published Thursday, March 1st, 2012

3 killed in storms across Tennessee

A pedestrian crosses Market Street on Wednesday morning in a light rain as Bradford pear tree blooms emerge in warmer than normal temperatures on the last day of February.
A pedestrian crosses Market Street on Wednesday morning in a light rain as Bradford pear tree blooms emerge in warmer than normal temperatures on the last day of February.
Photo by Tim Barber.
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Three confirmed fatalities and an unspecified number of injuries were reported after severe weather raked parts of Tennessee, North Georgia and northeast Alabama on Wednesday.

More severe weather could hit the area again Friday.

Two women died in Tennessee's Cumberland County and the third in DeKalb County, emergency officials and a spokeswoman for the National Weather Service said.

Specifics about the victims have not been released.

"At this time, I don't know if they were in their houses, their cars, or what," said Lee Lawson, a Cumberland County Emergency Management Agency spokesman.

Another fatality was reported in DeKalb County, Tenn., as well.

It appeared to be the most deadly weather outbreak in Tennessee since 37 people died in tornadoes last April 27-28.

There were no immediate details about the fatalities or whether tornadoes were involved. National Weather Service spokeswoman Brittney Whitehead said survey teams would head out after dawn Thursday to evaluate the damage and determine if tornadoes touched down.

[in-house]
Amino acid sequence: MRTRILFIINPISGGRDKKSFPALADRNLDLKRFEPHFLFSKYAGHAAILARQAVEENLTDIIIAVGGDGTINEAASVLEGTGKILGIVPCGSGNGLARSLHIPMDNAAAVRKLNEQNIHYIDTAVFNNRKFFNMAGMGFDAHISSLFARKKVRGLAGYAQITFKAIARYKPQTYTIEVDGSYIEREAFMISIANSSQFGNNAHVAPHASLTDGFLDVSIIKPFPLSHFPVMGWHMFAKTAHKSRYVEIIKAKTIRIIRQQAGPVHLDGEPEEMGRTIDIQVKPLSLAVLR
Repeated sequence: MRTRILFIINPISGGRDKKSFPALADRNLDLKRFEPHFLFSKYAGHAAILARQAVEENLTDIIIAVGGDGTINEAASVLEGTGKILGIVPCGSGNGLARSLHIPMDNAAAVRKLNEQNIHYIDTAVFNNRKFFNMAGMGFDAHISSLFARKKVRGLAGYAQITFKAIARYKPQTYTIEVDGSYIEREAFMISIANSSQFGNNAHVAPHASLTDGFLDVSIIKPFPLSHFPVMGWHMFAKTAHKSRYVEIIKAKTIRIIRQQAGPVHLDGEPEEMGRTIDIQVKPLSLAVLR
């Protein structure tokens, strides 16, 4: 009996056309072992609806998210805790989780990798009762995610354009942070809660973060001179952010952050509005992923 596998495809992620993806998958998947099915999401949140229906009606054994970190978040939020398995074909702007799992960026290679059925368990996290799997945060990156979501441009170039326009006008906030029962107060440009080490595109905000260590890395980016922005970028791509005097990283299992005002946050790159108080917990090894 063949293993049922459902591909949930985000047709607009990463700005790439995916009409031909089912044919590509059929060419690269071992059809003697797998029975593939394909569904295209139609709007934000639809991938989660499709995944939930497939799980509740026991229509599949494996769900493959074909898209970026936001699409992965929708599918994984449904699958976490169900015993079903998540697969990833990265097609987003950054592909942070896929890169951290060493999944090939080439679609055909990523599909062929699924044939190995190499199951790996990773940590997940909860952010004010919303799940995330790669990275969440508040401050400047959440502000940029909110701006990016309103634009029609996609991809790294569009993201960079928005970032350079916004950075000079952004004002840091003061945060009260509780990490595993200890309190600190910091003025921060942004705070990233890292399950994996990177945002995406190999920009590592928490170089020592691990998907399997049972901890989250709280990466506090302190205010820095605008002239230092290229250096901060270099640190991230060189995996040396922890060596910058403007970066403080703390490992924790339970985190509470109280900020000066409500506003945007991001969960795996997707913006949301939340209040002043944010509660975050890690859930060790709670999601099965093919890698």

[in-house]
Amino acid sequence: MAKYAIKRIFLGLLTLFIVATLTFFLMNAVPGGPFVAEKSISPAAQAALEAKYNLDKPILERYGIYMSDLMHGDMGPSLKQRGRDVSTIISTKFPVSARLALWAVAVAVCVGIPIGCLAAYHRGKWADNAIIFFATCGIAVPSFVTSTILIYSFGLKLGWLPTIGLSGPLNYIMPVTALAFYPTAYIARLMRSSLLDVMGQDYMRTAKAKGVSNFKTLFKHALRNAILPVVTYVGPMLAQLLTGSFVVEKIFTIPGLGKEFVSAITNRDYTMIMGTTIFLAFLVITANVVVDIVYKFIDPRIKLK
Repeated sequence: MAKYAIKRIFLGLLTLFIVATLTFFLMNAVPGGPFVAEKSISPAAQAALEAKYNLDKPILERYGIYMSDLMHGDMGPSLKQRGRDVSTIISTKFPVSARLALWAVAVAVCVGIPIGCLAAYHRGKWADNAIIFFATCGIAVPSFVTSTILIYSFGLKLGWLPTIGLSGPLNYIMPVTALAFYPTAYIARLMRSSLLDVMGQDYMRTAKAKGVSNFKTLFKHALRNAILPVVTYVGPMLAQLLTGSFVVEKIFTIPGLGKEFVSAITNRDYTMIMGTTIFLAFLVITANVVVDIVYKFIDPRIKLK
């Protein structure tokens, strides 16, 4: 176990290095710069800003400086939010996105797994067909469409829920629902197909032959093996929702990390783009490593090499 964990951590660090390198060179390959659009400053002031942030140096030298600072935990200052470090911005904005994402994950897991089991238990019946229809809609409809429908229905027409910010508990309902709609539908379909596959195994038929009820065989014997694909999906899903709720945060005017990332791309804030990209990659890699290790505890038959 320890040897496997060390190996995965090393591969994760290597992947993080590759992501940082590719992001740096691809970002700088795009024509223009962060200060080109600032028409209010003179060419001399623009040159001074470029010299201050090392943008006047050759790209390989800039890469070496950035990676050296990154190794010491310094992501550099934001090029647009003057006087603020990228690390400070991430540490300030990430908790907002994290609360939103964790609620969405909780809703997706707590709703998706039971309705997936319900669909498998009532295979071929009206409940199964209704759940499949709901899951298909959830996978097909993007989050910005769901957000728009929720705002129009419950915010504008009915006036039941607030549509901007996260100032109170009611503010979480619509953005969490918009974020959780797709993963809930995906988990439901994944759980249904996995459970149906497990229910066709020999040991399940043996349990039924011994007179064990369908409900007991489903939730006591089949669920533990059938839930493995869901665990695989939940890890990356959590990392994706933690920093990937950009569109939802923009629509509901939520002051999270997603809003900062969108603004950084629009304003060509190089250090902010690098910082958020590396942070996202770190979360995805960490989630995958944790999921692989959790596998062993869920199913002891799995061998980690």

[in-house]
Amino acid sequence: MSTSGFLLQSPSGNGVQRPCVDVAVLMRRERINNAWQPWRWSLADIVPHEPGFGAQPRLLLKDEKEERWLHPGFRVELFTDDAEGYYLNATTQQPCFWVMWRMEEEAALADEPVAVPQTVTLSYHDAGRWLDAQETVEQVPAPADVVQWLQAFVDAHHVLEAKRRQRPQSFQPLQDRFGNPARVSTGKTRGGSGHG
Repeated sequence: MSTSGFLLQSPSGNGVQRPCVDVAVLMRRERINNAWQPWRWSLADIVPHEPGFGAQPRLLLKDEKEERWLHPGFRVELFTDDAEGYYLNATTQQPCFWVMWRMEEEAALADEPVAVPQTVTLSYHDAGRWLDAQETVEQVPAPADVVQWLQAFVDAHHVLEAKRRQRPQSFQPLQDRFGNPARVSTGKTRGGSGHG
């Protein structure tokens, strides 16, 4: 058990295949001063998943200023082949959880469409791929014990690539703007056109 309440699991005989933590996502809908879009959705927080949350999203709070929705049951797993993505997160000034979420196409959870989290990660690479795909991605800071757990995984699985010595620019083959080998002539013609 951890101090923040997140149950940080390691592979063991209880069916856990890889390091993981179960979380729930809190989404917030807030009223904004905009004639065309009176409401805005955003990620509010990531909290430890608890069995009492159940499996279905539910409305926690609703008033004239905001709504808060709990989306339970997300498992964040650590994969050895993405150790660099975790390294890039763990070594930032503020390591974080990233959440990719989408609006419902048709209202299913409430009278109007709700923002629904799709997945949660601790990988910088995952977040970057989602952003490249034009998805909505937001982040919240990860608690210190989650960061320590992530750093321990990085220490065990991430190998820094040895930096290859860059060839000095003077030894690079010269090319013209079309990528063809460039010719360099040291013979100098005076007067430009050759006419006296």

Storms traveling as fast as 75 mph moved through Tennessee on Wednesday, flattening trees, tearing roofs off and downing power lines, The Associated Press reported. Accompanying the winds were thunder, lightning and ping-pong-ball-sized hail.

Several people also have sustained weather-related injuries. However, there are no people reported missing, Lawson said.

"Tennessee was expected to see the majority of the storm, and I think that's still fair to say," said Robert Garcia, meteorologist for the National Weather Service in Peachtree City, Ga. "The forecast has held up for the most part. We always prepare for the worst and hope for the best."

Wednesday's storm cells continued to move south overnight, making room for more severe weather to move into the Tennessee Valley area throughout the afternoon and into the evening on Friday, Garcia said.

"Right now, that puts the area at a slight risk for more severe weather," he said.

According to The Associated Press, most of the heavier storms moved north of Tennessee toward Missouri and southern Illinois, where at least six deaths were reported.

Alabama schools in Colbert, Franklin, Lauderdale, Lawrence and Limestone counties, as well as Rushville City, dismissed early Wednesday because of the threat of severe weather.

The Associated Press contributed to this report.

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